Also in series, an output of the packetizer 106 is coupled to an input of the buffer 110, which has an output coupled to an input of the modulator 112. An output of the modulator 112 is next coupled to an input of the channel 114 which has an output coupled to the receiver front-end 116.

A respective output of the receiver front-end 116 is next coupled to an input of the demultiplexer ("demux") 118, which is next coupled in parallel at respective outputs to the equalizer system 124 and to the channel estimator 122, the channel estimator 122 also having an output coupled to the equalizer system 124. Also in series, an output of the equalizer system 124 is coupled to an input of the de-interleaver 126, an output of which is coupled to an input of the channel decoder 128. Finally, an output of the channel decoder 128 is coupled to an input of the speech decoder 130 which generates recovered speech 132.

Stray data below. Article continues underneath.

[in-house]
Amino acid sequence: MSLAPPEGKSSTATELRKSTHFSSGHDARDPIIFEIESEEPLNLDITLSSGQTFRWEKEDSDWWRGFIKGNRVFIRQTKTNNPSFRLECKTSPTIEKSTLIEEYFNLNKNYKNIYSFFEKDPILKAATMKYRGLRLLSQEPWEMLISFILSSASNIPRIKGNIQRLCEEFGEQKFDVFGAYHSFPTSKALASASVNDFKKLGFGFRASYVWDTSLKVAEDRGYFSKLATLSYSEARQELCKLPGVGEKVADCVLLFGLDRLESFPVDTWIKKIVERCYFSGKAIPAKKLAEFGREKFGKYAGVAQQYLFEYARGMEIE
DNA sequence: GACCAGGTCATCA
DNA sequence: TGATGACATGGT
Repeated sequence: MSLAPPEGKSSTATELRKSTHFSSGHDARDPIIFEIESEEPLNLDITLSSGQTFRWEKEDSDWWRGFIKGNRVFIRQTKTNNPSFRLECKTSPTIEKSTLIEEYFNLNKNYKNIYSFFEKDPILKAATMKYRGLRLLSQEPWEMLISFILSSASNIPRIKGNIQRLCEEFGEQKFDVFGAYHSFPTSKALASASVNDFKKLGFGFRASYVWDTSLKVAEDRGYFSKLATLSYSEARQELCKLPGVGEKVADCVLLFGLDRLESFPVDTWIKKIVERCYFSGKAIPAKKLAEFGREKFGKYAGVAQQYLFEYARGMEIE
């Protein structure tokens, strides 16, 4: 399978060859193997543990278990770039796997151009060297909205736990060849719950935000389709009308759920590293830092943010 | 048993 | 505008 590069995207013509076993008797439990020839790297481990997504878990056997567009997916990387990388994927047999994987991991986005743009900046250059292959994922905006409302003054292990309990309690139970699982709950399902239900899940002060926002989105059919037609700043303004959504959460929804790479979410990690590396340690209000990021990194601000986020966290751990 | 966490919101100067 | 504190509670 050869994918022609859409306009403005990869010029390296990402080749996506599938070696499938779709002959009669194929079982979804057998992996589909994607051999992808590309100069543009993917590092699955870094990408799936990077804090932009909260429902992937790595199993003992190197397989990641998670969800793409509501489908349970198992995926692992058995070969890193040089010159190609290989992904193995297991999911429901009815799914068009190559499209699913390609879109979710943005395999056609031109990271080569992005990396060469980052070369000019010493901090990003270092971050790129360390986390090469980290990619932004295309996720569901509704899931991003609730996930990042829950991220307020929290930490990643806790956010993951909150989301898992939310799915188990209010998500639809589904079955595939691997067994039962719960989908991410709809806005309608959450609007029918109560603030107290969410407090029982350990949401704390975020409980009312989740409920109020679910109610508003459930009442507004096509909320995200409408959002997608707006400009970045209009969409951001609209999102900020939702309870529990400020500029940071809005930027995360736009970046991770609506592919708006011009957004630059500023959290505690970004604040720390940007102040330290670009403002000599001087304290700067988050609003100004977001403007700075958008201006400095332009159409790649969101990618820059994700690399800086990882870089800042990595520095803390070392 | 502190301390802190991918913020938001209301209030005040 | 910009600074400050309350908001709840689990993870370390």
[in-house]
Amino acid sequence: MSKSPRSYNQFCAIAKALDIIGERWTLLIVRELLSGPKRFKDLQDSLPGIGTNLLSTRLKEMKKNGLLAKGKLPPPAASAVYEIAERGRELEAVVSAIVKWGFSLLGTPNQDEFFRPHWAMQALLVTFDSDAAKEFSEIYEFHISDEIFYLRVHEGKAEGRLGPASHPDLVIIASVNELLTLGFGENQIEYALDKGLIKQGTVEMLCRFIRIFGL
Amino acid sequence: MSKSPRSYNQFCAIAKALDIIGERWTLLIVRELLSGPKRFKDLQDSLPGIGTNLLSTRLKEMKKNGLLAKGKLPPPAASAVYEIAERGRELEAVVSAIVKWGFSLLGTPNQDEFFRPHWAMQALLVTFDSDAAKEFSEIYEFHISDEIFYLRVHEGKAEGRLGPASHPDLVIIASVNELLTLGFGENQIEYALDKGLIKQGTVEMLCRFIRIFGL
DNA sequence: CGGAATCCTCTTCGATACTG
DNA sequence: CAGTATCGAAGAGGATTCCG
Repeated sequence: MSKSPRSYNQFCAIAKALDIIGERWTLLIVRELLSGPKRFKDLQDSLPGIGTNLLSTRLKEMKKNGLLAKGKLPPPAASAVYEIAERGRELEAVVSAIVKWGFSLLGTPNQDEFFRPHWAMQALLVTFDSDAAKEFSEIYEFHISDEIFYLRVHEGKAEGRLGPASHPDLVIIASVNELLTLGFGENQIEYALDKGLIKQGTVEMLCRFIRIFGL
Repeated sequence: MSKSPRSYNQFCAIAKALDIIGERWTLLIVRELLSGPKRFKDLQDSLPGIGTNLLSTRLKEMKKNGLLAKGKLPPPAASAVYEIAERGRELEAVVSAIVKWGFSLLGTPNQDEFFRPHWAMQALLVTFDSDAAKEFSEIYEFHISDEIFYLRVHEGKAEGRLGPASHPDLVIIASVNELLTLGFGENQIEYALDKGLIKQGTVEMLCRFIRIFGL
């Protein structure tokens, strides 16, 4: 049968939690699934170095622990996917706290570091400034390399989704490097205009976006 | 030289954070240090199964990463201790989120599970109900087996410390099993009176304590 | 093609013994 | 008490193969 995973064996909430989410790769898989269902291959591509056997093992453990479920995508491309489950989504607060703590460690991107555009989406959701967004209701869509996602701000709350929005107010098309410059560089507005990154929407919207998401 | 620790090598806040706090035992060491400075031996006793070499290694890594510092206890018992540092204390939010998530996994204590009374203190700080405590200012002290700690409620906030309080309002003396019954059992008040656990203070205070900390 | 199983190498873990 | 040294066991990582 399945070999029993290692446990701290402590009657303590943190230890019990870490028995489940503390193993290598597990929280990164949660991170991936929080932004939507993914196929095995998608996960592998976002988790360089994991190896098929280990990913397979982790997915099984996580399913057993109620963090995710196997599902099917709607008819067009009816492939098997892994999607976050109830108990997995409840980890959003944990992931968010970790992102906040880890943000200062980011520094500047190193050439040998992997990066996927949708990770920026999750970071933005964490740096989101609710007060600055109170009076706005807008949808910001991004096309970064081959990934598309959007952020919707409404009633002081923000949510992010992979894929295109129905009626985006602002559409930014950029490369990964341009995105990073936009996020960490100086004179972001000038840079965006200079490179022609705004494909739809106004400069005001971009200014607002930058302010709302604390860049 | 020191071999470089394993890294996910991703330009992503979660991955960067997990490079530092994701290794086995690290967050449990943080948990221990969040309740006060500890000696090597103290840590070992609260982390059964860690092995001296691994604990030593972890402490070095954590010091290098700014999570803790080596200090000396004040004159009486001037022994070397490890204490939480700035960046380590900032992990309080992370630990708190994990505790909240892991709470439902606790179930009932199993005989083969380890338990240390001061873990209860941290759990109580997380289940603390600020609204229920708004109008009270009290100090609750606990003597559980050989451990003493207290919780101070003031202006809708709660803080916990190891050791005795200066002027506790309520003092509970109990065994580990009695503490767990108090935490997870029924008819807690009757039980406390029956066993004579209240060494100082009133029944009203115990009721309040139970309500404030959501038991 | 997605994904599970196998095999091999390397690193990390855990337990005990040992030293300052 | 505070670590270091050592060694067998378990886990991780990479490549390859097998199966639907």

The system of FIG. 1 operates, in practice, as follows. The packetizer 106 receives digital speech which has been coded by the encoder 100 and the channel coder 102 and interleaved by the interleaver 104, at a particular transmission rate. The packetizer 106 forms packets from data over a frame duration and releases it to the buffer 110 for transmission as a data burst to the modulator 112, which passes a modulated burst (an RF signal) to the channel 114 for transmission to the front-end receiver 116. The front-end receiver 116 receives the RF signal and sends a baseband signal to the demultiplexer 118 to generate demultiplexed baseband channel data by demultiplexing the baseband signal.

Next equalization is performed at the equalizer system 124 with the aid of the channel estimator 122 that obtains a measure of a complex baseband channel impulse response. Next in series, de-interleaving is performed by the de-interleaver 126 which passes de-interleaved channel data to the channel decoder 128 and then to the speech decoder 130 to finally obtain the recovered speech 132.